Labour vows to ‘modernise’ non-dom tax
Labour has vowed to create a “modern” tax system for foreigners living in Britain receiving income from elsewhere to replace the “colonial-era” non-dom regime.
During a visit to India Shadow Business Secretary Jonathan Reynolds said the “the case for modernisation” is clear, in a story first reported by the Financial Times.
Mr Reynolds said Labour would aim to attract global talent who bring “ability” and “innovation”.
He warned however that “I don’t think we need to be supplicants”.
The non-dom scheme allows foreign nationals living in Britain to make money on capital abroad without paying tax on it for up to 15 year years.
Labour has long said it plans to scrap or significantly alter the scheme.
Annual pay rises to slow for the first since the pandemic
Employers’ expectations of how much they will have to increase pay over the next year have fallen for the first time since 2020.
Bosses in the private sector report they expect to increase pay by 4pc in 2024, down from 5pc.
Public sector workers will see a similar decline in wage growth, with bosses predicting wages will only rise 3pc – down from 5pc.
The survey by the Chartered Institute of Personnel and Development (CIPD) also showed that one in ten workplaces expect to reduce their headcount in the next three months, suggesting more workers will be faced with redunancy.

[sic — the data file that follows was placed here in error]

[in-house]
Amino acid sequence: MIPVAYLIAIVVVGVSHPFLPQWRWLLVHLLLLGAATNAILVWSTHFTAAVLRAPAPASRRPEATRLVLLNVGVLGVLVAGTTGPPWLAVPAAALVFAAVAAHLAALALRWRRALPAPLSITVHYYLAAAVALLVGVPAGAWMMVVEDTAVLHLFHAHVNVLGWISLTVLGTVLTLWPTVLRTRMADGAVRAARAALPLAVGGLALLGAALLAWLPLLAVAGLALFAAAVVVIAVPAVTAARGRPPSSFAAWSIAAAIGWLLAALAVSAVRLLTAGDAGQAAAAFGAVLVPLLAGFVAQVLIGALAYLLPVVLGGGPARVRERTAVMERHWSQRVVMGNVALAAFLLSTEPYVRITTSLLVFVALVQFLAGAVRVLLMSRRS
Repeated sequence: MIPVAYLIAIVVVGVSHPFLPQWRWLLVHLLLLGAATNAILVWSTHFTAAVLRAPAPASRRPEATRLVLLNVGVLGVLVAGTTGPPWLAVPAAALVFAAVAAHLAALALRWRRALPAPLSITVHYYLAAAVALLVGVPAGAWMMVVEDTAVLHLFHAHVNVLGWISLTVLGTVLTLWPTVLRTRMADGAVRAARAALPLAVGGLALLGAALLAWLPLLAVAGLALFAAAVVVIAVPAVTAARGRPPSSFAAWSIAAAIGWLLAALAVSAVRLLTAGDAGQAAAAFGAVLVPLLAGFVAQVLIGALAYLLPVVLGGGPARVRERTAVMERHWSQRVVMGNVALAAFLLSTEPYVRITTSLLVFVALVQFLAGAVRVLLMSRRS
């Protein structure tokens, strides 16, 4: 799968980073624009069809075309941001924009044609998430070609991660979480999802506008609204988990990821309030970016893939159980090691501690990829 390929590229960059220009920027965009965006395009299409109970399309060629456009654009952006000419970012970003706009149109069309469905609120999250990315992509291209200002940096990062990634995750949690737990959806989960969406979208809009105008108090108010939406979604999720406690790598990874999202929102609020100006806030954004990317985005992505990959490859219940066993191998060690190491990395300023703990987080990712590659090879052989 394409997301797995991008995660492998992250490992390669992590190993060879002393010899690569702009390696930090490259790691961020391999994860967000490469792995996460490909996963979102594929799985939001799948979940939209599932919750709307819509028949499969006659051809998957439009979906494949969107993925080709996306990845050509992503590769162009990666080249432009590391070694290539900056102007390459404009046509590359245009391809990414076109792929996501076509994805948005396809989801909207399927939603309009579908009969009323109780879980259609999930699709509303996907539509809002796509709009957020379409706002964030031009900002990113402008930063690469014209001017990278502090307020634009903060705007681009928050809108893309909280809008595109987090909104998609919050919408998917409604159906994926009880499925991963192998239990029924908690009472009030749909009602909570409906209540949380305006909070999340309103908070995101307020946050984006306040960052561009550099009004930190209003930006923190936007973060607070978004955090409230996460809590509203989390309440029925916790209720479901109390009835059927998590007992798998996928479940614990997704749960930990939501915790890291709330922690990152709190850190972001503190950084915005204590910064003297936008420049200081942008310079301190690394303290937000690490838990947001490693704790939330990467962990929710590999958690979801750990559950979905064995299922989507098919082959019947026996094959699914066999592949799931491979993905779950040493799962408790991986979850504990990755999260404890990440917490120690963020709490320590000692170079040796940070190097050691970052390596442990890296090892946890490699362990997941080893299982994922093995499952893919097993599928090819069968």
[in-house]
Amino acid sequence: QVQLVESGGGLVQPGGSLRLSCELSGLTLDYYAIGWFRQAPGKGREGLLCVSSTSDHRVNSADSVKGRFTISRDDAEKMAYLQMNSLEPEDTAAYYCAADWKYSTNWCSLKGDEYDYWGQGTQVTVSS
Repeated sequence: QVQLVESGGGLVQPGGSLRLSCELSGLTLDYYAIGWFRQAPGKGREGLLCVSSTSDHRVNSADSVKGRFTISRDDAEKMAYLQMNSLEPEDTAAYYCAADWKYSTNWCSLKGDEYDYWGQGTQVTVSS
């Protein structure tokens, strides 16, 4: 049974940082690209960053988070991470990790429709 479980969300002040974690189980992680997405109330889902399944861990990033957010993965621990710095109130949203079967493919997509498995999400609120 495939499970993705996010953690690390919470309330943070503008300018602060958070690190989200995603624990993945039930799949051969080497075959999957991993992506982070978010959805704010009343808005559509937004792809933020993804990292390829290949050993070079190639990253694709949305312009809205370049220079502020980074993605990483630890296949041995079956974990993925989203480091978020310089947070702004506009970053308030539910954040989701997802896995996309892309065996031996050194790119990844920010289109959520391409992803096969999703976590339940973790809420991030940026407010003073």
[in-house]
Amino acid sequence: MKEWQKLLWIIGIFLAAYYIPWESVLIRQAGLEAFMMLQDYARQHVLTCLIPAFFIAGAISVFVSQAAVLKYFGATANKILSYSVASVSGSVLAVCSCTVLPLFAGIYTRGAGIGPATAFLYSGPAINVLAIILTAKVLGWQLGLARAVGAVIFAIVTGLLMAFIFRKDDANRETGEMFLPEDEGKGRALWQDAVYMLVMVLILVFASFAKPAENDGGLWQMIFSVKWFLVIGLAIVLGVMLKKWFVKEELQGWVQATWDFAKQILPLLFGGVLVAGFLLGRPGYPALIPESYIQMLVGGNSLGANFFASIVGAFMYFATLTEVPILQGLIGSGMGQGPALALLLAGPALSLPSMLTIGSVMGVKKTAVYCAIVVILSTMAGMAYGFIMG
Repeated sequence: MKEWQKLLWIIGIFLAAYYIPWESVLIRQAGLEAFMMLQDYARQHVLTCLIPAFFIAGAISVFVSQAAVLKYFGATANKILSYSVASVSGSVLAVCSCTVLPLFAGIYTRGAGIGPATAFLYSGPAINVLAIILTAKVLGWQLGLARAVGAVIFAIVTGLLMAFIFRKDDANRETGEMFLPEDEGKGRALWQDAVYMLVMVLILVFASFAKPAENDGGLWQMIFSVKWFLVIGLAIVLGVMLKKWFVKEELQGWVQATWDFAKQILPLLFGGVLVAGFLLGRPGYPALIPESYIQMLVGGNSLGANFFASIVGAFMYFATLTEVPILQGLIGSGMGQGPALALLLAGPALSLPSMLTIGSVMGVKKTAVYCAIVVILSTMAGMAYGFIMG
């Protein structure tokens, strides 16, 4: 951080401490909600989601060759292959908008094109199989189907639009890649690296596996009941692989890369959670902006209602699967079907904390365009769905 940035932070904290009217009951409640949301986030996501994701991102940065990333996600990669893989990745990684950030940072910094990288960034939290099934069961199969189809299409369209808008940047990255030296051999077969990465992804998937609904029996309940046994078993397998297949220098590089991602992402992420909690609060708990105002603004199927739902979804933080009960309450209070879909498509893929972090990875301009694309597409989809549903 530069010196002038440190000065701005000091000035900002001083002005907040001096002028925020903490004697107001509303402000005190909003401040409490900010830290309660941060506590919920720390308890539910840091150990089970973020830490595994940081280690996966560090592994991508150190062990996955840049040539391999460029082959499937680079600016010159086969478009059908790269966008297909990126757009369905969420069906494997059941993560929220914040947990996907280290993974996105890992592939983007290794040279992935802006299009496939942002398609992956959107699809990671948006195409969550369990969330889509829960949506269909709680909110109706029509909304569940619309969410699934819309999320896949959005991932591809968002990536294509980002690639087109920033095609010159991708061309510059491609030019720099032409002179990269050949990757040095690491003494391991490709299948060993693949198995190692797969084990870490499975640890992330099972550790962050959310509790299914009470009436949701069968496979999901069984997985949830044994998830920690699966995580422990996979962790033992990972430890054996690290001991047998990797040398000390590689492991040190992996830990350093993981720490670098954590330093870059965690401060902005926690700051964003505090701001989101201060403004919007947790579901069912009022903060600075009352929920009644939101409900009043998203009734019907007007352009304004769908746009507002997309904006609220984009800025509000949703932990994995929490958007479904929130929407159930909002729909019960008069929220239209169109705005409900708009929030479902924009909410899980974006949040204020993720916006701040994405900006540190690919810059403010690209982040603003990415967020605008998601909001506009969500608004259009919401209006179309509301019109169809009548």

One in three are expecting to hire more people, however.
New FTSE 100 property giant created after Tritax buys rival
Property investment trust Tritax Big Box has put out an all-share bid for its smaller rival UK Commercial Property (UKCM), which will leapfrog it onto the FTSE 100.
The buyout means the firm will have a £6.3bn portfolio that generates more than £290m of rental income a year. Its market value is expected to surpass £4bn.
Tritax counts Amazon, Ocado and B&Q among the biggest tenants renting its distribution warehouses.
UK stocks open higher ahead of crucial week
The benchmark British stock indices started the week higher, as investors brace for a flurry of crucial data that could determine the pace of rate cuts.
The bluechip FTSE 250 rose 0.7pc when markets opened, while the FTSE 100 received a 0.2pc boost.
It comes as figures on Tuesday and Wednesday will reveal whether wages and consumer prices are cooling as policymakers battle to bring inflation back to 2pc.
Traders are expecting pay rises to slow significantly while inflation is tipped to rise slightly to 4.1pc in January.
Should these figures come in higher, it will knock expectations that the Bank of England could soon start lowering interest rates from their 16-year-high of 5.25pc.
This week will also reveal whether the UK economy slipped into recession at the end of the year.
TUI shareholders to decide future of London listing